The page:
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Black Heroes: Bridget 'Biddy' Mason, slave, pioneer and entrepeneur

Updated on December 17, 2014
Bridget 'Biddy' Mason
Bridget 'Biddy' Mason | Source
Biddy Mason's House of the Open Hand
Biddy Mason's House of the Open Hand | Source
Mason's House
Mason's House | Source
Pershing Square circa 1866
Pershing Square circa 1866 | Source

Mason was an American Pioneer

Bridget Mason, known as Biddy, was born a slave in either Mississippi or Georgia. As a younger slave, she was given to or purchased by Robert and Rebecca Smith. Smith was a mormon and in 1847, he moved his entire family and all of his slaves to the Utah Territory. Biddy walked the 2000 mile journey and was responsible for the cattle, cooking, being a midwife, and taking care of her own three daughters. In 1851, they made another arduous journey to San Bernardino to start a Mormon Colony there. Mason again walked and took care of her children and her duties.

The year before, California had entered the Union as a free state. Slavery was prohibited and the Mormon Church had urged Smith to free his slaves, but he refused. However, no one in California challenged slaver and if they did, they regularly lost. Smith’s move there would prove fortuitous for Mason. She made herself invaluable to the black community and met many people who urged her to sue Smith for her freedom. One of these people was her future son-in-law, Charles Owens.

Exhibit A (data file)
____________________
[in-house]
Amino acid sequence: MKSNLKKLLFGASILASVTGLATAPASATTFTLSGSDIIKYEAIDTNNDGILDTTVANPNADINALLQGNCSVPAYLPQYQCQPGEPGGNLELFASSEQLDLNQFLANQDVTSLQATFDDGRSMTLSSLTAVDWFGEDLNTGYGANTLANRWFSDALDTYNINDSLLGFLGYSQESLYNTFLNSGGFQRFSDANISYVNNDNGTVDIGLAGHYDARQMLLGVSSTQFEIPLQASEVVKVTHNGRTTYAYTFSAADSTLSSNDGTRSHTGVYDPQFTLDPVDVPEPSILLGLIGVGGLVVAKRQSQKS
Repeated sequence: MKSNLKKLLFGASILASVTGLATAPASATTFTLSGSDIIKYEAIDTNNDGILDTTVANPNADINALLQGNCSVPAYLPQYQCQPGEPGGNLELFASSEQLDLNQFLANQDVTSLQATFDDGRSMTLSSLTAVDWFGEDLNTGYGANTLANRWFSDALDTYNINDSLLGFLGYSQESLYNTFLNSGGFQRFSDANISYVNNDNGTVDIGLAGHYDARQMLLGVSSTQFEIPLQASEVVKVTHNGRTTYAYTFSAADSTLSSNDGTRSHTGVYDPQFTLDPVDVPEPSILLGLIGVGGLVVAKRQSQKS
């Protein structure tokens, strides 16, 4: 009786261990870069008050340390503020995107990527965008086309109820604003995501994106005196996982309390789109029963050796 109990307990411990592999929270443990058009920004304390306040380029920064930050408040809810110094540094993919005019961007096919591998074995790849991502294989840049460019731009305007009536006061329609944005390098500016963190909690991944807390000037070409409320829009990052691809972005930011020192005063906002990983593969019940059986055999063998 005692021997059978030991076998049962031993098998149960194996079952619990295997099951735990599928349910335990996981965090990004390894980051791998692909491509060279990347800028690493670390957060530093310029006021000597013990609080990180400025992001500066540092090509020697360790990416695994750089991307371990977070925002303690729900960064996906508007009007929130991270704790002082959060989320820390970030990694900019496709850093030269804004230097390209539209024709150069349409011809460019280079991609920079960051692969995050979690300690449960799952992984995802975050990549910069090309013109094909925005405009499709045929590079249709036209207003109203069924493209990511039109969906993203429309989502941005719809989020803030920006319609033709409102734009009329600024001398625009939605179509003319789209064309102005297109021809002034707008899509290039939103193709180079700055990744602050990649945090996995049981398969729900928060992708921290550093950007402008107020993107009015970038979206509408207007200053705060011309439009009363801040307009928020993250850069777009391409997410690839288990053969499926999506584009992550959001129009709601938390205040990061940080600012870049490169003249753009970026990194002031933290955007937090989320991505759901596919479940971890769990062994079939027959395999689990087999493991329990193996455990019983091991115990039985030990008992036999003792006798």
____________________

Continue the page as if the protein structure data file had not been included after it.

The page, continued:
Later, it is believed that the Smith family fell on hard times and that Robert decided to take his slaves back to Texas. A petition was filed and Biddy, who could not testify in court because of the color of her skin, was granted a private audience with the judge where she told her story. According to reports, Smith did not appear. The petition was granted and Mason and her family moved to Los Angeles to live with the Owens family.

She soon became know as an excellent nurse and midwife. Her great talent though was saving money which she did religiously. She birthed thousands of babies, helped the homeless, helped pregnant women and amassed a small fortune. In 1866, she bought a house and some land on Spring St. in Los Angeles, which was about three blocks from the current City Hall. 10 years later she sold some of the for $1500 and built a commercial building and some other properties on the rest. In the coming years, it was said that Mason was worth $300,000.

She never stopped serving her community. She was one of the greatest philanthropist in Los Angeles. She was fluent in Spanish. She gave as much as she earned, including, it is believed giving jobs to African Americans. She started the first congregation of the First AME Church and is honored with a park in the Business District of Los Angeles where her home use to be.

Biddy died on January 15, 1891. Her grandson, Robert Curry-Owens would become the richest African American in Los Angeles and in the West.

Biddy Mason Park

Biddy Mason Park

A markerBradbury Building 304 South Broadway Los Angeles, CA 90013 -
Bradbury Building, 304 South Broadway, Los Angeles, CA 90013, USA
get directions

Biddy Mason Park is located inside the Bradbury Building courtyard.


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    • habueld profile image

      Bruce Bean 3 years ago from Riverside, CA

      Thanks for the comment.

    • GuitarGear profile image

      Walter Holokai 3 years ago from Youngstown, Ohio

      Bruce, what a great story! It's inspirational to see what one determined soul can do in the face of what most people would consider unsurmountable adversity. Biddy was truly an American hero. She is more than worthy of a Google tribute. Hopefully in February, during Black History Month, she'll get one. Thank you for your article and Happy Holidays.